An awkward interview conducted by an NPR-syndicated reporter with a Jewish candidate running for the White House sparked controversy after she seemed to accuse him of maintaining secret Israeli citizenship.
The exchange was part of a longer interview by Diane Rehm of Senator Bernie Sanders, a Vermont Socialist who is running in the Democratic primaries for the presidential nomination in 2016.
At about the 24-minute mark, Rehm asks Sanders about having dual citizenship, which he says he does not have, maintaining that he’s only visited the country a couple times.
She then tells him that his name was on a list of lawmakers with dual citizenship.
Sanders tells Rehm he is “offended” by the accusation and confirms again that he does not have Israeli citizenship. (Video and transcript below.)
According to Jewish Journal reporter Jared Sichel, the only source available accusing Sanders of dual citizenship is from an anti-Semitic thread on the Facebook page of pro-Palestinian activist Vittorio Arrigoni.
Other news outlets picked up on the interview, with Vox.com calling the exchange “bizarre.”
Online newsmagazine Salon stated that Rehm, who is often critical of Israel, had fallen for an anti-Semitic hoax.
In an email to Politico, Sanders spokesperson Michael Briggs said the campaign had never been confronted with Rehm’s question before.
“Diane Rehm is an excellent radio host,” Briggs told Politico. “There’s a great big Internet out there with lots of good and bad information. I’ve never heard the question come up before.”
Rehm is a radio host for WAMU and her show is heard on NPR. Numerous attempts by news outlets to reach Rehm for comment have reportedly not been returned.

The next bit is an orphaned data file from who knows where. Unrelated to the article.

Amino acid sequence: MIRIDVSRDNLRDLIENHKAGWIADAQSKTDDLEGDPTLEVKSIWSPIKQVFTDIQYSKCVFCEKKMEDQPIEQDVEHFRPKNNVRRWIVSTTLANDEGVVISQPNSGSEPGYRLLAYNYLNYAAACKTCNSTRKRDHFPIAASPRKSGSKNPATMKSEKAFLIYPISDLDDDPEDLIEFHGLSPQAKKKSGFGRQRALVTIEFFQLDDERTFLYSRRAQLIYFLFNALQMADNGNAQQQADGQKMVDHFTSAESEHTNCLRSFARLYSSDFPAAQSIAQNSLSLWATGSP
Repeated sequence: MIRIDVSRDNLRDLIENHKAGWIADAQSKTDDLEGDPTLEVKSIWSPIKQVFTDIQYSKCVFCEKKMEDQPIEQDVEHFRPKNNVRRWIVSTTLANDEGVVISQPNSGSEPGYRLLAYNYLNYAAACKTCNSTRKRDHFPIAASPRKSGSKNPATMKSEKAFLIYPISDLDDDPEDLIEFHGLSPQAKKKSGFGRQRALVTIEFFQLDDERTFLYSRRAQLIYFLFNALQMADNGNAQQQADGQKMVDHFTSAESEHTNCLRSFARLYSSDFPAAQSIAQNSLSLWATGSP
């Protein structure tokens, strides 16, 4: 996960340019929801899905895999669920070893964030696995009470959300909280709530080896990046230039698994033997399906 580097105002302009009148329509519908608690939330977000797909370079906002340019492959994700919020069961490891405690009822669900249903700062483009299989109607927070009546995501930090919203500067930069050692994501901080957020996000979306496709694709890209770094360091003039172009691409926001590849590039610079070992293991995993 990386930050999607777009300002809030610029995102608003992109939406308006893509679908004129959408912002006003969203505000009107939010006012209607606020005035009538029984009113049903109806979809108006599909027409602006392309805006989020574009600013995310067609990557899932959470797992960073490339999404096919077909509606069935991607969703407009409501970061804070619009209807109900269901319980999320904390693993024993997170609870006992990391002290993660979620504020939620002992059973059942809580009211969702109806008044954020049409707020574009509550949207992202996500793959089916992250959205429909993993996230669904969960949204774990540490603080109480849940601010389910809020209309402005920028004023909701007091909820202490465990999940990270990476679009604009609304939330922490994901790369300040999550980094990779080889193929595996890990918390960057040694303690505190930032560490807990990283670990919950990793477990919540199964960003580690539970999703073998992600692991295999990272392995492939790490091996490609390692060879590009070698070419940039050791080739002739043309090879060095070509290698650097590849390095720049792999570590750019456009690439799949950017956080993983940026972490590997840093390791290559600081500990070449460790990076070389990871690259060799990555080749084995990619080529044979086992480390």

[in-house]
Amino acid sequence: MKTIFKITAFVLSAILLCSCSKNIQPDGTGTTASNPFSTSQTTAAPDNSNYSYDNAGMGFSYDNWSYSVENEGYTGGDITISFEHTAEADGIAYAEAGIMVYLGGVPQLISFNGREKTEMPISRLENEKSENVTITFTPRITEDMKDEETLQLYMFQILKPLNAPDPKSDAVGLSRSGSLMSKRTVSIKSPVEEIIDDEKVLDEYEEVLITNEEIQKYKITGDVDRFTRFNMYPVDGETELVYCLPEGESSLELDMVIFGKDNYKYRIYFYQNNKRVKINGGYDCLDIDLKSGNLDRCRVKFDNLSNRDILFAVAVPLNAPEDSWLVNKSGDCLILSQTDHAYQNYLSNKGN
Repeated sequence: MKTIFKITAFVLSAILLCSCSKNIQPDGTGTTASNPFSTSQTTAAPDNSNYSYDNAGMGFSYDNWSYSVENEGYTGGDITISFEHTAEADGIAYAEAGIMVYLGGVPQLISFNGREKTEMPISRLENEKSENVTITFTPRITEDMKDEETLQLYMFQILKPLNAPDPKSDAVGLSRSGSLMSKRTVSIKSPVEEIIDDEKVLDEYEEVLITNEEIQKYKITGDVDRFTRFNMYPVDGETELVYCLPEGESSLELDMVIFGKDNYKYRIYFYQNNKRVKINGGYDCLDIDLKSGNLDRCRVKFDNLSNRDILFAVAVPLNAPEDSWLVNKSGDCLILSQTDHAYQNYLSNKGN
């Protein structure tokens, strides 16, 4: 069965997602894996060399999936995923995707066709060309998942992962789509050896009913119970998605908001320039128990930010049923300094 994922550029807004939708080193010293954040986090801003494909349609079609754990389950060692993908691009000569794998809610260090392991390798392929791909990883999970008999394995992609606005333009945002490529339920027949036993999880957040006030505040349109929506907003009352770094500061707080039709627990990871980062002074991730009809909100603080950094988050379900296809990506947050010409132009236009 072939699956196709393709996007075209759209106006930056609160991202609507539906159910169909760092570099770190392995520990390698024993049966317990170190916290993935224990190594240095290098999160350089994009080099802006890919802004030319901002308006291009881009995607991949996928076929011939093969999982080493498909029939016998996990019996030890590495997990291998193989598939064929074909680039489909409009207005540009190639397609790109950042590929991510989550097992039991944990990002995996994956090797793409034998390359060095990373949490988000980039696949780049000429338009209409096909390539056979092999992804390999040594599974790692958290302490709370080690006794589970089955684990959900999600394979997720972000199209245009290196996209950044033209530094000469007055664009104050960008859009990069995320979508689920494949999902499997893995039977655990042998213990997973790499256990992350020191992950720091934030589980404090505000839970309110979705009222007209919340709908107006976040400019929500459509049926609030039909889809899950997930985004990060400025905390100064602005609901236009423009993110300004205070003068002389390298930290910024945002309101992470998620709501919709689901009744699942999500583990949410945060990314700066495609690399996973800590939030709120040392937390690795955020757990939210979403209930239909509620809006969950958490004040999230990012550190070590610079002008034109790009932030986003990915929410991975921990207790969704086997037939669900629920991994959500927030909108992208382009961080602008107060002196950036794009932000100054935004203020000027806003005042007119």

The following transcript is from the Jewish Journal.
Diane Rehm: Senator, you have dual citizenship with Israel.
Bernie Sanders: Well, no I do not have dual citizenship with Israel. I’m an American. I don’t know where that question came from. I am an American citizen, and I have visited Israel on a couple of occasions. No, I’m an American citizen, period.
Rehm: I understand from a list we have gotten that you were on that list.
Rehm: Forgive me if that is—
Sanders: That’s some of the nonsense that goes on in the Internet. But that is absolutely not true.
Rehm: Interesting. Are there members of Congress who do have dual citizenship or is that part of the fable?
Sanders: I honestly don’t know but I have read that on the Internet. You know, my dad came to this country from Poland at the age of 17 without a nickel in his pocket. He loved this country. I am, you know, I got offended a little bit by that comment, and I know it’s been on the Internet. I am obviously an American citizen and I do not have any dual citizenship.